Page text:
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27 November 2013 12:59 pm ,
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The new head of the National Center for Science Education promises to "fight the good fight" against attacks on...
Analyses of the H7N9 strains isolated from four new cases show that the virus is evolving rapidly, heightening anxiety...
In 2009, Jack Szostak shared a Nobel Prize for his part in discovering the role of telomeres, the end bits of...
Science has exposed a thriving academic black market in China involving shady agencies, corrupt scientists, and...
Paper-selling agencies flourish in the aura of reputable businesses. For some scientists, it may be difficult to tell...
Until recently, the Defense Advanced Research Projects Agency (DARPA) kept its plans for its $70 million portion of the...
Featuring the first lunar rover in 40 years, Chang'e-3 is seen as an important milestone on China's quest to send a...
Data collected by satellites and floating probes have chronicled a 2-decade rise in the temperature and thickness of a...
- 27 November 2013 12:59 pm , Vol. 342 , #6162
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NIH Announces Nine Projects to Repurpose Old Drugs
18 June 2013 5:35 pm
The National Institutes of Health (NIH) today unveiled the winners of an unusual competition in which academic researchers teamed up with pharmaceutical companies to propose new uses for abandoned drugs. The nine projects, funded at a total of $12.7 million a year, show that NIH's 19-month-old National Center for Advancing Translational Sciences (NCATS) is achieving its goal of finding new ways to speed drug development, NCATS officials said.
The program, called Discovering New Therapeutic Uses for Existing Molecules, aims to help companies work with academic researchers to repurpose drugs that passed safety testing but didn't help patients with the intended disease or were dropped for business reasons. A year ago, eight companies agreed to contribute 58 compounds and share data about them. NCATS invited researchers to submit ideas for developing the drugs, and the agency received about 160 preapplications. NCATS then linked up the investigators and companies to hone the strongest proposals and flesh out template legal agreements. The NIH then reviewed full applications, nine of which made the final cut.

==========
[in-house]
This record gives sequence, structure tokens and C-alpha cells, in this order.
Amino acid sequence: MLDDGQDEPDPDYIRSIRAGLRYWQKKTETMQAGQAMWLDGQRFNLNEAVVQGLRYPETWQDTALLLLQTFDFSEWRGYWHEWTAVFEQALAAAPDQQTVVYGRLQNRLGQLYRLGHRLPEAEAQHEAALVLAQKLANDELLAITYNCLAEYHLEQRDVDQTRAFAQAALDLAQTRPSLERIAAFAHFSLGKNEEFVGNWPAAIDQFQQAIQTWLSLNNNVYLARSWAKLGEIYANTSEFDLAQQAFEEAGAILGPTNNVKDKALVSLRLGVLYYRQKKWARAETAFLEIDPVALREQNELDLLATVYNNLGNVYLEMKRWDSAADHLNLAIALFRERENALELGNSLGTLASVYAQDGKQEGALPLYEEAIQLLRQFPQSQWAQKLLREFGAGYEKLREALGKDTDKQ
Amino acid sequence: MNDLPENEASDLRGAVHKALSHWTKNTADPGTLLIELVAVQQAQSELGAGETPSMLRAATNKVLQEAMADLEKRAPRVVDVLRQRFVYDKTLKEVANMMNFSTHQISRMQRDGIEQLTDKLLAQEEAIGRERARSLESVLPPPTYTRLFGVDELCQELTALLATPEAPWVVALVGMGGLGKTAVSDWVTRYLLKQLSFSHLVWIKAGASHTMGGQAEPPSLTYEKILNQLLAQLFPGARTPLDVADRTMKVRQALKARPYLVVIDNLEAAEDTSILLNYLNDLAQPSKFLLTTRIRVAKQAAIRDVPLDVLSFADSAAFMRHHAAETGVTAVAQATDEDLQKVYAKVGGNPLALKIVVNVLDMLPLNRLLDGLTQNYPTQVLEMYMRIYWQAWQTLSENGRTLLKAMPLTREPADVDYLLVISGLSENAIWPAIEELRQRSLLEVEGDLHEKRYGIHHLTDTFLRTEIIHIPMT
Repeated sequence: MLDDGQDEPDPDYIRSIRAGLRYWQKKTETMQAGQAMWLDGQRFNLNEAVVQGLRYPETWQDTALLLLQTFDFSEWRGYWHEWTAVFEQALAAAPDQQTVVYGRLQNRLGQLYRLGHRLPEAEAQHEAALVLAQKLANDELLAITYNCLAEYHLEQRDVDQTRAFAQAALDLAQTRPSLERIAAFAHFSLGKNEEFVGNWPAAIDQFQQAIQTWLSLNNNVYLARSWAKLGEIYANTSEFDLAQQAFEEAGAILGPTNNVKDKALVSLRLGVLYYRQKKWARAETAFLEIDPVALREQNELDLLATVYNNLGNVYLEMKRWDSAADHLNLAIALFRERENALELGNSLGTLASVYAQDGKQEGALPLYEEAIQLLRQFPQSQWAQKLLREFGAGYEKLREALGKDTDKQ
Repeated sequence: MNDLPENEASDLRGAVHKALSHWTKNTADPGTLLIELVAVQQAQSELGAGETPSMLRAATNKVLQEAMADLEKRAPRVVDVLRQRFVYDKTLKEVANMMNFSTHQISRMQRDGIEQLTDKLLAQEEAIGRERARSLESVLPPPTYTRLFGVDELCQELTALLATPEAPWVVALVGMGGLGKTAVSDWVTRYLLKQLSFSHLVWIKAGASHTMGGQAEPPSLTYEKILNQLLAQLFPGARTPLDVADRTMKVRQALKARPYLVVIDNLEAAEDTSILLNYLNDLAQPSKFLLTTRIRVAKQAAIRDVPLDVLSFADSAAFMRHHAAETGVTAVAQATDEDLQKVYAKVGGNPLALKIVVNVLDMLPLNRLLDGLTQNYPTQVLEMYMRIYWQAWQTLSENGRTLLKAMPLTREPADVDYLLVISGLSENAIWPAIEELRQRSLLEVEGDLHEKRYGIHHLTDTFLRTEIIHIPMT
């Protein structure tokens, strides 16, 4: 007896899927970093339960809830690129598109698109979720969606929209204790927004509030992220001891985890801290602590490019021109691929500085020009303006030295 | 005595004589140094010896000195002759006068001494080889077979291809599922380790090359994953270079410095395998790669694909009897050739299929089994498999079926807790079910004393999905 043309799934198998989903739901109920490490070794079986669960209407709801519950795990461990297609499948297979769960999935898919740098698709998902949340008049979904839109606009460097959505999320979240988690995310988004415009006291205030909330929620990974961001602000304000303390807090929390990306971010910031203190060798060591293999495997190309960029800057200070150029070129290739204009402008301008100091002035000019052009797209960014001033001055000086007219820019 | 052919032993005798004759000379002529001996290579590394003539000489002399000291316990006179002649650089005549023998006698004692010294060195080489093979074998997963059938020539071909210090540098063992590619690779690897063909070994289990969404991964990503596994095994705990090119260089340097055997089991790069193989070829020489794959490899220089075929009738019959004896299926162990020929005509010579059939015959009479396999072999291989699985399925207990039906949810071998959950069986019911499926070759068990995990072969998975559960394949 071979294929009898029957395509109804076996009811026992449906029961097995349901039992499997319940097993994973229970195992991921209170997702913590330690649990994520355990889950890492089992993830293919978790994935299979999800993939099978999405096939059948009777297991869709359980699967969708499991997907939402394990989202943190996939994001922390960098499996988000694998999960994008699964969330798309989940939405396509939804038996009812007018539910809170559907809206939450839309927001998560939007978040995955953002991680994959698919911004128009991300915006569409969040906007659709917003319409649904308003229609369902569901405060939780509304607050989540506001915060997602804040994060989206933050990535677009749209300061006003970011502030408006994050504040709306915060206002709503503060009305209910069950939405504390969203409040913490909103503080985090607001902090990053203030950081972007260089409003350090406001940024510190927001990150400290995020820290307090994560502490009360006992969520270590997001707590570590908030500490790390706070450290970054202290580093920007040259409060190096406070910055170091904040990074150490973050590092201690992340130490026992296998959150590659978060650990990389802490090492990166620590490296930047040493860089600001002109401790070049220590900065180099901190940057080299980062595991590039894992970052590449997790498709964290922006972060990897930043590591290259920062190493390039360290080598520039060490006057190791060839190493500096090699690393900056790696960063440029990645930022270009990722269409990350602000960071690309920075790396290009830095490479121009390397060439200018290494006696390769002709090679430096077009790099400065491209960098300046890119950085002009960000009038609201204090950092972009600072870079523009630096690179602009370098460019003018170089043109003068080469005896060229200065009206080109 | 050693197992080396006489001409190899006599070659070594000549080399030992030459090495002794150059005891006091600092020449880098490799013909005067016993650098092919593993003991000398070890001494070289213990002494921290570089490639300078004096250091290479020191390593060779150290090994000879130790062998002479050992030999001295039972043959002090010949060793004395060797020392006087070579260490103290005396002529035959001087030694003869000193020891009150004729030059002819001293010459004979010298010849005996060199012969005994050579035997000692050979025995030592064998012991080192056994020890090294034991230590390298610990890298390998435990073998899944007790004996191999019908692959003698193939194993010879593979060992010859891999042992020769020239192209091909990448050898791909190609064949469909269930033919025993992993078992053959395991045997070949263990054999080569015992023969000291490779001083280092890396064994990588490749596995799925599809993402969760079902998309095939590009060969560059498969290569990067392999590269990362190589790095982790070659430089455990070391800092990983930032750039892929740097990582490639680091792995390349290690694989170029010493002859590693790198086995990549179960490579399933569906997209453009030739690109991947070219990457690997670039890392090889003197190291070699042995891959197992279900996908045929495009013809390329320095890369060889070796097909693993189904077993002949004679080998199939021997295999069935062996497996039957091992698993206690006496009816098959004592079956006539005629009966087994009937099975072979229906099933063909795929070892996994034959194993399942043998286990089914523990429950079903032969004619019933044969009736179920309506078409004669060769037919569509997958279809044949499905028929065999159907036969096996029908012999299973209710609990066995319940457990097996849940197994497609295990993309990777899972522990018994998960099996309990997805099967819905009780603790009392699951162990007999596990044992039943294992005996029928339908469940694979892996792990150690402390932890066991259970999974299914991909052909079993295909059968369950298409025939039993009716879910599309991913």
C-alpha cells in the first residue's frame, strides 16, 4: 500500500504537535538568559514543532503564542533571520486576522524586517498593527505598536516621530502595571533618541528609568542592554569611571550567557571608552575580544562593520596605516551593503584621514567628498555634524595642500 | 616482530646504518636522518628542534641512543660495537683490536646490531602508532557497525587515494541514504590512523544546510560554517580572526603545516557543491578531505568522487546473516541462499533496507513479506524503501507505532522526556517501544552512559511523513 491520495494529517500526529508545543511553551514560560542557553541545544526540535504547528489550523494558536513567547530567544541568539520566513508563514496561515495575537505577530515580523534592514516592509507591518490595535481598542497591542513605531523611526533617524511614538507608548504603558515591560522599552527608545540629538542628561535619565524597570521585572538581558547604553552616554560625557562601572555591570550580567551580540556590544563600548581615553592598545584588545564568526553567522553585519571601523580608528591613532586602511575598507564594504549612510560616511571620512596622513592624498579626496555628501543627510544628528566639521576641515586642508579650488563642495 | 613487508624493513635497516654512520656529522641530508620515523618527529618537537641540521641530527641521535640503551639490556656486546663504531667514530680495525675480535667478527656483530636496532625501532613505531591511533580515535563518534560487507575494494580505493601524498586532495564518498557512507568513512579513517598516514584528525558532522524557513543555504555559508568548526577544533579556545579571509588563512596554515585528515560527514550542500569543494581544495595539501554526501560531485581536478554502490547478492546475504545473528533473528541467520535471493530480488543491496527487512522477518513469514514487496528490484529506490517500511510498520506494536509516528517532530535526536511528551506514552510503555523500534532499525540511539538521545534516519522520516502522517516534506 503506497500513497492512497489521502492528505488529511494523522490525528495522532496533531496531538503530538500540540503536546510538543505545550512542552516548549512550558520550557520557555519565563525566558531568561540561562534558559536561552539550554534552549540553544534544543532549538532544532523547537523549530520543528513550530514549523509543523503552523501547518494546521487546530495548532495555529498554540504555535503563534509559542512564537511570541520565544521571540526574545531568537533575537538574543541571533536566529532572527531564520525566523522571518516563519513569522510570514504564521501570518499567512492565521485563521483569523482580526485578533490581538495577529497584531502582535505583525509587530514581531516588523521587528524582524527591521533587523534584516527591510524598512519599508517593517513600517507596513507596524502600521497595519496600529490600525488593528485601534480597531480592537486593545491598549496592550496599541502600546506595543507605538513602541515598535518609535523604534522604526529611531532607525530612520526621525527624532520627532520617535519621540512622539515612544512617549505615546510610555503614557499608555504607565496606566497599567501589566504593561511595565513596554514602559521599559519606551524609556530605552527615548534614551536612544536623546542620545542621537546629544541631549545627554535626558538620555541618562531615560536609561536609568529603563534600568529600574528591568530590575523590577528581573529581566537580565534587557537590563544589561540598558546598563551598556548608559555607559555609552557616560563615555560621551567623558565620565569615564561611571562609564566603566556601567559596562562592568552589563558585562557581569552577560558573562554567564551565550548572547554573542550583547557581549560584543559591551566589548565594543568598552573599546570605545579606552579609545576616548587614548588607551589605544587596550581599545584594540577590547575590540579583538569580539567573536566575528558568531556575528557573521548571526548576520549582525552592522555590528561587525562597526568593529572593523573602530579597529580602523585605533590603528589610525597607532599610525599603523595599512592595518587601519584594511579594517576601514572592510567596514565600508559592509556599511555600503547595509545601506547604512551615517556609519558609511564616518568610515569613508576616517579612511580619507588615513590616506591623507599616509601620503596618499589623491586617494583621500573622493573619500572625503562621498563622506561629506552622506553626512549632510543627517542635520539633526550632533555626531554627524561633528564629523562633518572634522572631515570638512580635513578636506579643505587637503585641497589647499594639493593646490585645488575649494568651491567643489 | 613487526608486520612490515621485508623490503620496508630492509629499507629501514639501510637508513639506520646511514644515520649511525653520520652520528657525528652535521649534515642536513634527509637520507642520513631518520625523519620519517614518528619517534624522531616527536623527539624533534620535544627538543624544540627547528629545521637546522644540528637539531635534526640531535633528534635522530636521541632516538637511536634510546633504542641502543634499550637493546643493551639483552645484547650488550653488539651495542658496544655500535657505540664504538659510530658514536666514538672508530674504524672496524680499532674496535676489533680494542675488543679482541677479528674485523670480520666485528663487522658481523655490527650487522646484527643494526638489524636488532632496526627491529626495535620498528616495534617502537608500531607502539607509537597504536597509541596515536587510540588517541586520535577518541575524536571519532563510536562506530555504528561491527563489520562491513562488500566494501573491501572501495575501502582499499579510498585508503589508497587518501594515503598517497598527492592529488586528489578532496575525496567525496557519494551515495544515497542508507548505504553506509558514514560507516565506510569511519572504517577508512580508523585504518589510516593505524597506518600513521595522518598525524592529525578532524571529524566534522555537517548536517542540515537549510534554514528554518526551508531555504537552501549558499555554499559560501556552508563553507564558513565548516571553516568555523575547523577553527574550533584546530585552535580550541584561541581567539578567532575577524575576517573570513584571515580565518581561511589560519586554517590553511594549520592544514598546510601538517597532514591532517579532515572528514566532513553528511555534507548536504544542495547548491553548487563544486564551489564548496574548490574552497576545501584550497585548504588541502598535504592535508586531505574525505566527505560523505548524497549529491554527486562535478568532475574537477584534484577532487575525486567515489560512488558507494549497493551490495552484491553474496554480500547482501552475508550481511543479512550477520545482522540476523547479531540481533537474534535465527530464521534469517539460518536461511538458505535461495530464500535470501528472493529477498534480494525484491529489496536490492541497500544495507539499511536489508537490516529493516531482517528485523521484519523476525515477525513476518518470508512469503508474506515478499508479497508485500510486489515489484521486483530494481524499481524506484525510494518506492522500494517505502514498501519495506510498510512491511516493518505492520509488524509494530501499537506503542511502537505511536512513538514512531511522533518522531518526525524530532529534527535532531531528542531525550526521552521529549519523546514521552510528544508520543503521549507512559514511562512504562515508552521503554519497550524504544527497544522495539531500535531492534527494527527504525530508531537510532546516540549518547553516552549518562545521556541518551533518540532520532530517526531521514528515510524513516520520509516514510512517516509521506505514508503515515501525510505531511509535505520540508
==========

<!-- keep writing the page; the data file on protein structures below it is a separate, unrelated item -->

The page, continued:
The projects will study seven of the 58 compounds. The research will include animal studies and some early clinical trials for eight diseases, including Duchenne muscular dystrophy, alcohol and nicotine addiction, and common disorders like Alzheimer's. "We can say with great confidence that the crowdsourcing of potential diseases these molecules might treat … did exactly what we hoped," said NCATS Director Christopher Austin during a teleconference today. NCATS has identified only some of the compounds in its announcement in order to protect the companies' intellectual property.
Don Frail, a vice president at AstraZeneca, which will contribute two compounds for three of the projects, says that the effort has already disproved skeptics who doubted that academic researchers could generate ideas that companies hadn't thought of already. "To me this creates unmatched partnerships," Frail says. "I think all of those who have participated have been quite pleased."
Austin says that NCATS now hopes to expand the pilot program, but that will depend on NIH funding—the agency's budget was cut 5% in 2013 due to sequestration and could face more trims next year.